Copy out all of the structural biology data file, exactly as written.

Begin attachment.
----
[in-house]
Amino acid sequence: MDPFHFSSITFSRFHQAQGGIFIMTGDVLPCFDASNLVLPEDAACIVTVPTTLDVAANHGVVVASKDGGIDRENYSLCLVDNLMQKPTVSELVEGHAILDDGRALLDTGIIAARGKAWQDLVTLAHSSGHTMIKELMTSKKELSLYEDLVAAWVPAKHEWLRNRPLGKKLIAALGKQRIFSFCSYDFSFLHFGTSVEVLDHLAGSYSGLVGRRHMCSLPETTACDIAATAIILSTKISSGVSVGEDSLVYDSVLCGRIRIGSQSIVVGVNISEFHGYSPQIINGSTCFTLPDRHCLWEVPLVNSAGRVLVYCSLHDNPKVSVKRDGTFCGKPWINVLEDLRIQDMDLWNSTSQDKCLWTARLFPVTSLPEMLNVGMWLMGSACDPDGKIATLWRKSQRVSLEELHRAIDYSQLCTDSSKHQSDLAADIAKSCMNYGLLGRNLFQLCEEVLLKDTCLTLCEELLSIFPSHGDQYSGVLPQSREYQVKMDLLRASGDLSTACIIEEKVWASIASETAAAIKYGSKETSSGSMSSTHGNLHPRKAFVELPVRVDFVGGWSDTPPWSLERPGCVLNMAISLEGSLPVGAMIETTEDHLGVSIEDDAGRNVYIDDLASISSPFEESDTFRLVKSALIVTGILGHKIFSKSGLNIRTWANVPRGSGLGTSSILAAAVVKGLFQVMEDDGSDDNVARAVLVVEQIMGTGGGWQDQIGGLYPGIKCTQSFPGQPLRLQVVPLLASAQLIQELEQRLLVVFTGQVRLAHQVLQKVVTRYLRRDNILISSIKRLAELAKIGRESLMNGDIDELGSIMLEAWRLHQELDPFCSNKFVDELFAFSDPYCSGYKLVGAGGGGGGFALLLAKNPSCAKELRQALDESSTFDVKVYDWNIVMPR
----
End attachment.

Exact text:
[in-house]
Amino acid sequence: MDPFHFSSITFSRFHQAQGGIFIMTGDVLPCFDASNLVLPEDAACIVTVPTTLDVAANHGVVVASKDGGIDRENYSLCLVDNLMQKPTVSELVEGHAILDDGRALLDTGIIAARGKAWQDLVTLAHSSGHTMIKELMTSKKELSLYEDLVAAWVPAKHEWLRNRPLGKKLIAALGKQRIFSFCSYDFSFLHFGTSVEVLDHLAGSYSGLVGRRHMCSLPETTACDIAATAIILSTKISSGVSVGEDSLVYDSVLCGRIRIGSQSIVVGVNISEFHGYSPQIINGSTCFTLPDRHCLWEVPLVNSAGRVLVYCSLHDNPKVSVKRDGTFCGKPWINVLEDLRIQDMDLWNSTSQDKCLWTARLFPVTSLPEMLNVGMWLMGSACDPDGKIATLWRKSQRVSLEELHRAIDYSQLCTDSSKHQSDLAADIAKSCMNYGLLGRNLFQLCEEVLLKDTCLTLCEELLSIFPSHGDQYSGVLPQSREYQVKMDLLRASGDLSTACIIEEKVWASIASETAAAIKYGSKETSSGSMSSTHGNLHPRKAFVELPVRVDFVGGWSDTPPWSLERPGCVLNMAISLEGSLPVGAMIETTEDHLGVSIEDDAGRNVYIDDLASISSPFEESDTFRLVKSALIVTGILGHKIFSKSGLNIRTWANVPRGSGLGTSSILAAAVVKGLFQVMEDDGSDDNVARAVLVVEQIMGTGGGWQDQIGGLYPGIKCTQSFPGQPLRLQVVPLLASAQLIQELEQRLLVVFTGQVRLAHQVLQKVVTRYLRRDNILISSIKRLAELAKIGRESLMNGDIDELGSIMLEAWRLHQELDPFCSNKFVDELFAFSDPYCSGYKLVGAGGGGGGFALLLAKNPSCAKELRQALDESSTFDVKVYDWNIVMPR